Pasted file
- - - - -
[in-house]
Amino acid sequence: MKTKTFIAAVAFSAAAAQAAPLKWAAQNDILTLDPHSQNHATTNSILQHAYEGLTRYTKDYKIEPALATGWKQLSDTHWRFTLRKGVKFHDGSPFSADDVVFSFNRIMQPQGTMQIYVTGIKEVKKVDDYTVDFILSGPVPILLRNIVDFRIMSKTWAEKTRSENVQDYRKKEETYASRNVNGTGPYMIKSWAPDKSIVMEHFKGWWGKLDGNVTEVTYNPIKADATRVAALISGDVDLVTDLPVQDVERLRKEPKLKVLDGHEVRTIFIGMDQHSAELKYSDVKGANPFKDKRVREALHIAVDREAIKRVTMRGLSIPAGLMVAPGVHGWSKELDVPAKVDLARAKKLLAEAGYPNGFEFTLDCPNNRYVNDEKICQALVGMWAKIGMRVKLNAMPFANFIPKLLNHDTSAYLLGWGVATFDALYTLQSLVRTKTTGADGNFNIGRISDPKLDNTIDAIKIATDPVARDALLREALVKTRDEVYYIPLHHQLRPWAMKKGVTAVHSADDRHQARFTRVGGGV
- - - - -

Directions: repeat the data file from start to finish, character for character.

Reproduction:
[in-house]
Amino acid sequence: MKTKTFIAAVAFSAAAAQAAPLKWAAQNDILTLDPHSQNHATTNSILQHAYEGLTRYTKDYKIEPALATGWKQLSDTHWRFTLRKGVKFHDGSPFSADDVVFSFNRIMQPQGTMQIYVTGIKEVKKVDDYTVDFILSGPVPILLRNIVDFRIMSKTWAEKTRSENVQDYRKKEETYASRNVNGTGPYMIKSWAPDKSIVMEHFKGWWGKLDGNVTEVTYNPIKADATRVAALISGDVDLVTDLPVQDVERLRKEPKLKVLDGHEVRTIFIGMDQHSAELKYSDVKGANPFKDKRVREALHIAVDREAIKRVTMRGLSIPAGLMVAPGVHGWSKELDVPAKVDLARAKKLLAEAGYPNGFEFTLDCPNNRYVNDEKICQALVGMWAKIGMRVKLNAMPFANFIPKLLNHDTSAYLLGWGVATFDALYTLQSLVRTKTTGADGNFNIGRISDPKLDNTIDAIKIATDPVARDALLREALVKTRDEVYYIPLHHQLRPWAMKKGVTAVHSADDRHQARFTRVGGGV